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C H A P T E R 2 2
Transport Interface
Using the Transport Interface
22-23
Using this set of predefined status templates gives all transports a similar user
interface and matches the use of other status views throughout the system.
For more detailed information on
protoStatusTemplate
and the predefined
subtypes, refer to Chapter 17, "Additional System Services."
Controlling the Status View
22
Your transport should display a status view to the user whenever it is engaged in
a lengthy activity such as sending or receiving data. In general, this means you
must display a status view as part of the processing you do whenever you receive
a
SendRequest
or
ReceiveRequest
message that results in the transmission
of data.
To display a status view, use the transport method
SetStatusDialog
. If the
autoStatus
slot of the transport preferences frame is
true
, the status view
opens automatically when you send the
SetStatusDialog
message with a
status other than
'idle
as the first parameter. If the status view is already open,
SetStatusDialog
updates the status view with the new status information you
pass to it. If
autoStatus
is
nil
, the status view does not open because the user
has set a preference that it not be shown.
Here is an example of how to use the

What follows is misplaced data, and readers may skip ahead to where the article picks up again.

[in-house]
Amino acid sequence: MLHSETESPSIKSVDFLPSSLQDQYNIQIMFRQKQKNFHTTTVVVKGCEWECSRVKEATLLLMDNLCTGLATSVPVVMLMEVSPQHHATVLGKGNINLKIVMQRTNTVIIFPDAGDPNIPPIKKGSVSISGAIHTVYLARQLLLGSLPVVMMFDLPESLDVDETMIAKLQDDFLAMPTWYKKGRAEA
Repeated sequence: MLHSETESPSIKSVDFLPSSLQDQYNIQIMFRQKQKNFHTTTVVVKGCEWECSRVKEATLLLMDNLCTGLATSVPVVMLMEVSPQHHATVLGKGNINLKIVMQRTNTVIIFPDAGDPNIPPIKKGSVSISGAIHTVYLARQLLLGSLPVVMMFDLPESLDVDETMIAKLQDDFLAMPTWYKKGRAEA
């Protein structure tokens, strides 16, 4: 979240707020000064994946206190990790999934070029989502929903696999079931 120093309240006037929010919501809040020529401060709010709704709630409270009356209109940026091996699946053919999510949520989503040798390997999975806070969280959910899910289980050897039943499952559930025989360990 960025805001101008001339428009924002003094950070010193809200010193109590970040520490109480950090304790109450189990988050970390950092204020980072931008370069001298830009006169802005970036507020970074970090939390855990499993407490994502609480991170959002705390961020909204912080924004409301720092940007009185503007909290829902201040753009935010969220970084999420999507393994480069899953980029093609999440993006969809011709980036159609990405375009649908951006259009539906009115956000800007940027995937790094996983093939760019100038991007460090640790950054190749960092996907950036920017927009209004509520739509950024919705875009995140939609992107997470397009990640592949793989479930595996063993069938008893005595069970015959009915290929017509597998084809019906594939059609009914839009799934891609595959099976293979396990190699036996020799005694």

SetStatusDialog
method:
:SetStatusDialog('Connecting, 'vStatus, "Looking for host...");
The
SetStatusDialog
method takes three parameters. The first is a symbol
indicating what the new transport status is. This is typically one of the slots in
the
dialogStatusMsgs
frame, such as
'Connecting
, or
'Idle
. The
second parameter is the name of the status subtype you want to use. You can
specify one of the built-in subtypes described in the previous section, or the
name of a custom subtype that you have constructed. (You specify the value of
the
name
slot in the subtype template.) For information on constructing
custom
protoStatusTemplate
view subtypes, see Chapter 17, "Additional
System Services."
The third parameter is typically a frame that contains one or more slots of values.
Each slot corresponds to a single child view within the subtype you are using, and
it sets the value of that child view. A slot name is the value of the
name
slot in the
child view you are setting, and the value is whatever important value that type of
view uses. The slot names and the expected values for the predefined status
subtypes are listed in the "Important values" column in Table 22-1.
The following examples show how you'd use the
SetStatusDialog
method to
set the different status subtypes to create the status views shown in Figure 22-1.
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